[Scipy-tickets] [SciPy] #1510: Add Hessian method to Scipy

SciPy Trac scipy-tickets@scipy....
Fri Sep 9 06:12:42 CDT 2011

#1510: Add Hessian method to Scipy
 Reporter:  deil                                               |       Owner:  somebody   
     Type:  enhancement                                        |      Status:  new        
 Priority:  normal                                             |   Milestone:  Unscheduled
Component:  scipy.optimize                                     |     Version:  0.9.0      
 Keywords:  Hesse, Hessian, numerical differentiationrical di  |  

Comment(by deil):

 I think very few authors would make the claim that they can guarantee that
 their software is bug-free. :-)
 It's better to have a method that in certain complicated cases gives
 inaccurate results, compared to having no method to compute derivatives at
 all in scipy.

 You mentioned that automatic differentiation is more robust and stable
 than numeric differentiation.

 Another criterion to consider for inclusion is code size:
 numdifftools has about 1300 lines (plus 300 for the nice algopy wrapper)
 and algopy has about 5000 (including comment and whitespace):

        7 __init__.py
     1308 core.py
       84 info.py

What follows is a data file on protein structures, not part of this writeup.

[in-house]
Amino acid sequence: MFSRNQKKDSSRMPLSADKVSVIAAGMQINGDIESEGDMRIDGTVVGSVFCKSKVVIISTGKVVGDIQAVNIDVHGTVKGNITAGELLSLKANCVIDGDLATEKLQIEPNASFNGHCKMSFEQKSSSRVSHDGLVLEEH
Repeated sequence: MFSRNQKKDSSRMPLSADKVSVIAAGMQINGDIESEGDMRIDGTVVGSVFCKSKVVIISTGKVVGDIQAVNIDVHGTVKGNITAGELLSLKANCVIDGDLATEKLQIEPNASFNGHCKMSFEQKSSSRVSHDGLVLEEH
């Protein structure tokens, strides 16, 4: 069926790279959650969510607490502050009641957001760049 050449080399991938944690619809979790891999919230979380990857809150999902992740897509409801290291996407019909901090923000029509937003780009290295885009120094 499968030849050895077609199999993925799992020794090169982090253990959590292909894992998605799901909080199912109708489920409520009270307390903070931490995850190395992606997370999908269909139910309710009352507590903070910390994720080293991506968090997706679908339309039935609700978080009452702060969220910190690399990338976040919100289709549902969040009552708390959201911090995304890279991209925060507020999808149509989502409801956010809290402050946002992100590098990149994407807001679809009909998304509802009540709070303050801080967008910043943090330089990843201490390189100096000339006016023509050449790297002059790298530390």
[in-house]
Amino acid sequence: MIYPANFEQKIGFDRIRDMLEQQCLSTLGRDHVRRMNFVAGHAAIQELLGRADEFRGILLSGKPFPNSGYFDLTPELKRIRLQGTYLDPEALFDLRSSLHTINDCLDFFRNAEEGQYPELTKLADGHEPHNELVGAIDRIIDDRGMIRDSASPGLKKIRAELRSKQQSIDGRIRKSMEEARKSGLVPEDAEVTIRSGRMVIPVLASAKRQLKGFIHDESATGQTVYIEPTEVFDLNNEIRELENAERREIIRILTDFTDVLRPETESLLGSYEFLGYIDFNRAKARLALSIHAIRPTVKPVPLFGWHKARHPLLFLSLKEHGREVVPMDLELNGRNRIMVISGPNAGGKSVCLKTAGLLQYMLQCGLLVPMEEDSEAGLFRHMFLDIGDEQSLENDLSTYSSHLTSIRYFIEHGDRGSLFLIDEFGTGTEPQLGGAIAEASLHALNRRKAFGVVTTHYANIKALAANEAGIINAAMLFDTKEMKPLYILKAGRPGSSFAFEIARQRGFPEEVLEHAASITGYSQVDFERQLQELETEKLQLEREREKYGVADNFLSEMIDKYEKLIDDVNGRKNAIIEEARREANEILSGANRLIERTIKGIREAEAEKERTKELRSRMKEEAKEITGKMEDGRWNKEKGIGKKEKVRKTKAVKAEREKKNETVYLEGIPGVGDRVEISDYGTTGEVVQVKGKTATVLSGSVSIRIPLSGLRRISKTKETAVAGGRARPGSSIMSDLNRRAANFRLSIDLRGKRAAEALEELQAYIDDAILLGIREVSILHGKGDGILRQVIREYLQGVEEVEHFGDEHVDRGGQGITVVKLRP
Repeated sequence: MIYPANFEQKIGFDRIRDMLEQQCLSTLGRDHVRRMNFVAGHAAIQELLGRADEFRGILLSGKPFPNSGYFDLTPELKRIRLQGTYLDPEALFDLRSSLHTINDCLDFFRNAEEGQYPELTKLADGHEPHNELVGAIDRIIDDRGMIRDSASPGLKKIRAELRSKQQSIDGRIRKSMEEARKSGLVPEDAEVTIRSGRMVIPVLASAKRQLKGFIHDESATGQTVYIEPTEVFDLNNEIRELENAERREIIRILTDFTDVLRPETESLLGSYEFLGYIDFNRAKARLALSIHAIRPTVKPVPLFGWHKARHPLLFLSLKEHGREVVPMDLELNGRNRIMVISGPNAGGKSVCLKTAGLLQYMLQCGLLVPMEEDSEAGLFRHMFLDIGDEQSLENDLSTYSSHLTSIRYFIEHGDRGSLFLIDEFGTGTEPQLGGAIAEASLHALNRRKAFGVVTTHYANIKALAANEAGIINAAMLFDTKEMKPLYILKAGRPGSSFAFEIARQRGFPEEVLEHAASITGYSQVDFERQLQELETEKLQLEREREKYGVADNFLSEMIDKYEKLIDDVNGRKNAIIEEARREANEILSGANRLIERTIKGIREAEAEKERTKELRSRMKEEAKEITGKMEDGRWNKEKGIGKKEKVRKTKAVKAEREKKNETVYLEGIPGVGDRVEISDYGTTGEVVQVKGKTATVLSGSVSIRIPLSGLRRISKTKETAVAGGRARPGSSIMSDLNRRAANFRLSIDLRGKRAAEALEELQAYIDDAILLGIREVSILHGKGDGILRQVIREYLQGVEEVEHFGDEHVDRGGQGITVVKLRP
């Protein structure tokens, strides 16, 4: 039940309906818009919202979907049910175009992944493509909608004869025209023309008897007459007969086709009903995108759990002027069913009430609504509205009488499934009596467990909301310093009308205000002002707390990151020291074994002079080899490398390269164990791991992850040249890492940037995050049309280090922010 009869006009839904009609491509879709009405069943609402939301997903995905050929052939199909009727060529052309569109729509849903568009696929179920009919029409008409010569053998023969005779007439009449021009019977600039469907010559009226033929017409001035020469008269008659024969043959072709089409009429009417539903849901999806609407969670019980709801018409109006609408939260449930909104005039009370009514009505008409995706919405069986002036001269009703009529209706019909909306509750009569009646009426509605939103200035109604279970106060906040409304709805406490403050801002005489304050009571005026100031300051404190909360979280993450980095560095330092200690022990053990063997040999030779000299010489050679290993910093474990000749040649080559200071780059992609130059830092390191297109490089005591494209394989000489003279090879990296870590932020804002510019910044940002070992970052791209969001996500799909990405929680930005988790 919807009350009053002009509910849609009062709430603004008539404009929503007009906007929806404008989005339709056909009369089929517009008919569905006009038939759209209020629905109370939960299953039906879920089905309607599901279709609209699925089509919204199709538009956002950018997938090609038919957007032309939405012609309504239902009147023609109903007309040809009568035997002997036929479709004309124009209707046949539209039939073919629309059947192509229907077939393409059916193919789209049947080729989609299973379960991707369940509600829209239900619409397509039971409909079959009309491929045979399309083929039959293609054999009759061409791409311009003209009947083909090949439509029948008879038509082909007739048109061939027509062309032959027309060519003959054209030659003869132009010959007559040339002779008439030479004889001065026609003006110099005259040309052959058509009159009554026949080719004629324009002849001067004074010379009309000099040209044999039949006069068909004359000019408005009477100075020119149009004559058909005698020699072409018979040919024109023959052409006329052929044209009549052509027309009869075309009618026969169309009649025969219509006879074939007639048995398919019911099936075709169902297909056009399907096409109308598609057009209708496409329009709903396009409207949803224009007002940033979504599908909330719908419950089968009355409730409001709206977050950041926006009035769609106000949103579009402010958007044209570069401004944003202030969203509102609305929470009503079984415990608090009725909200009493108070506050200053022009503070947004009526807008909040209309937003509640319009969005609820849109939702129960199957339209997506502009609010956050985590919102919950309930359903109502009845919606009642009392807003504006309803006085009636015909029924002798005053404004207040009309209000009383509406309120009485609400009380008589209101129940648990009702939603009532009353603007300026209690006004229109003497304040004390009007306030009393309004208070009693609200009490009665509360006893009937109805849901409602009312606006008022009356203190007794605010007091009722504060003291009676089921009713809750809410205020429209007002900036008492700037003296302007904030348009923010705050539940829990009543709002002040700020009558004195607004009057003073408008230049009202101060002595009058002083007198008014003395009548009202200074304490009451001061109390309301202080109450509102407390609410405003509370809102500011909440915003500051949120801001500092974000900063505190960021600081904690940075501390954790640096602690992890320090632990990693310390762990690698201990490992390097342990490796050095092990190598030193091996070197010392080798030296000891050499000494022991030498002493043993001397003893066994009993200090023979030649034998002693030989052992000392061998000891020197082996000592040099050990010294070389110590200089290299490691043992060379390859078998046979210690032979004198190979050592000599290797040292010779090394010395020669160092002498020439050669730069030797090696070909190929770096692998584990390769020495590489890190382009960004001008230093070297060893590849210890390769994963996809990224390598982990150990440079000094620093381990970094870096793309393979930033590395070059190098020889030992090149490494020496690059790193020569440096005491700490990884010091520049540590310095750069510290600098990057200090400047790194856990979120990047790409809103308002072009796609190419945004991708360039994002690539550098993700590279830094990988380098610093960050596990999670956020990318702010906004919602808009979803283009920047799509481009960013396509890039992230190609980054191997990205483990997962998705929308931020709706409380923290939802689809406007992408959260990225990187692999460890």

299 nd_algopy.py

       68 __init__.py
      111 base_type.py
      306 exact_interpolation.py
      229 globalfuncs.py
      212 utils.py
     1003 tracer/tracer.py
     1708 utpm/algorithms.py
     1938 utpm/utpm.py

 And an even more important consideration is ease of use.
 It seems to me that numdifftools is dead simple to use (because Jacobian
 etc. can be used as if they were functions), and algopy requires a few
 minutes to understand how to use it (because one has to instantiate a
 complicate-sounding object first and then extract the derivative),
 although as you show in your nd_algopy wrapper it is possible to use
 algopy through the same simple interface as numdifftools.

 Actually, why not include both methods in scipy and the user can just
 choose (similar how scipy.optimize has many different optimizers)?
 result = scipy.diff.gradient(function, method="numeric")
 result = scipy.diff.gradient(function, method="automatic")

 One point I'd like to make is that I am just a Scipy user that was
 complaining that there was no method to compute derivatives in scipy.
 Maybe one of the scipy developers can comment if derivative methods as
 available now in the BSD-licenced numdifftools and/or algopy packages
 would be welcome in Scipy!?
 And if so, where in Scipy would it fit best and do they require any API
 changes or further tests before inclusion?


Ticket URL: <http://projects.scipy.org/scipy/ticket/1510#comment:2>
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